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How to find the nth Fibonacci number in Python

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There are several methods to find the nth Fibonacci number in Python. These are as follows:

  • Using recursion
  • Using dynamic programming
  • Using dynamic programming and space optimization
  • Using arrays

Of these methods, the two most basic are the Dynamic method and recursion.

Let’s take a deeper look at how each of these methods works.

1. Using recursion

Recursion defines something within itself. In Python, recursion refers to the process of a function calling itself. With the correct code recursion will create a finite loop.

In the code below:

  1. We are aware that the first two Fibonacci numbers are 0 & 1.
  2. In the event of the input as n=1 or n=2 (1st or 2nd Fibonacci numbers), we use an if-else statement to return 0 or 1.
  3. If n is greater than 2, The function calls itself with a lower input value. As you see in the code, it returns (fibonacci(n-1)+fibonacci(n-2)).
  4. Here, the function calls itself with a lower value until it reaches the base value of n=1 and n=2, and as we know from before, n=1 returns 0 and n=2 returns 1.
  5. The returned values are then continuously added to produce the sequence of the Fibonacci series.
def Fibonacci(n): 
    if n<0: 
        print("Incorrect input") 
    # First Fibonacci number is 0 
    elif n==0: 
        return (0)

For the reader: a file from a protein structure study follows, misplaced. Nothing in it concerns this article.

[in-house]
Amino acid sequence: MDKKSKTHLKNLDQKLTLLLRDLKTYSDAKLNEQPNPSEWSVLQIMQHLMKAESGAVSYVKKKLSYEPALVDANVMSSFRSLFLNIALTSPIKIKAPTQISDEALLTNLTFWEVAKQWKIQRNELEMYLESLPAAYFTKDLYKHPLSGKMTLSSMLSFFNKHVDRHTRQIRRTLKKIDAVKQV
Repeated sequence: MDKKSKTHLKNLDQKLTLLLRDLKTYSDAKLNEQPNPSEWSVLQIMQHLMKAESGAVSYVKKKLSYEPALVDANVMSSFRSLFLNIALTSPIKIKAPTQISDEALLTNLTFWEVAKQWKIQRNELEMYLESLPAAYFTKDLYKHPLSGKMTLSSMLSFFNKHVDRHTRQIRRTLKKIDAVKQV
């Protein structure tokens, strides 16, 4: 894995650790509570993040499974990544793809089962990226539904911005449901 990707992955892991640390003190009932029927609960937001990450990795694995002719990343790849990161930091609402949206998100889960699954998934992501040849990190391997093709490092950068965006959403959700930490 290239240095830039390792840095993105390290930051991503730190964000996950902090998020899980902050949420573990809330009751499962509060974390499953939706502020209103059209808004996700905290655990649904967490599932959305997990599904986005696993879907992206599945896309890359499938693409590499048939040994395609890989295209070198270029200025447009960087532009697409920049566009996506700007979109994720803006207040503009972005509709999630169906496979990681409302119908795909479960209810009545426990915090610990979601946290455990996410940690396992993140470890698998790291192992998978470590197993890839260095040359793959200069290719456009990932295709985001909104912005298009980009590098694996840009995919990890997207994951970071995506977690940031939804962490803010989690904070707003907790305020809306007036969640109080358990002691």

# Second Fibonacci number is 1 
    elif n==1: 
        return (1)
    else: 
        return (Fibonacci(n-1)+Fibonacci(n-2)) 
print(Fibonacci(10)) 
Recursion

2. Using dynamic programming

Dynamic programming uses recursion too, but it mainly uses if-else statements. In the statements, a variable is used to store the value of the Fibonacci number. This Fibonacci number is obtained by repeated addition which is obtained using recursion. In the given program, the storage variable is named ‘x’.

In the code below:

  1. We start with a one-dimensional array; the FibArray with elements 0 & 1 in its 0th and 1st indicesbeing 0 & 1.
  2. Then, if the given input (’n’) is less than or equal to 2 (i.e., the length of the array FibArray), it returns 0 as the first number (n=1) and 1 as the second number (n=2).
  3. If n is greater than 2, we use recursion to call and add the previous 2 elements (similar to the first code).
  4. However, here, instead of returning the nth Fibonacci number directly, we append each of the summated elements to the FibArray array. Finally, we return the last element of the array (the nth element).
def fibonacci(n):
    # Taking 1st two fibonacci nubers as 0 and 1
    fibArray = [0, 1]
    # Here, since we know that the first 2 fibonacci numbers are 0 and 1, we append the remaining values (Fibonacci numbers from index 2 to n) in the array using recursion and return the last element. 
    # In the range function, we take range(2,n+1) instead of range(2,n). This is because range function in python iterates until the value before the upper limit. So, if we take from 2 to n, it would only iterate from 2nd to (n-1)th element.
    for i in range(2, n+1):
        fibArray.append(fibArray[i-1] + fibArray[i-2])
    return fibArray[n]
print(fibonacci(10))
Dynamic Programming

3. Using dynamic programming and space optimization

This method is almost entirely the same as dynamic programming. However, dynamic programming uses recursion to achieve repeated addition, while this method uses the `for loop’.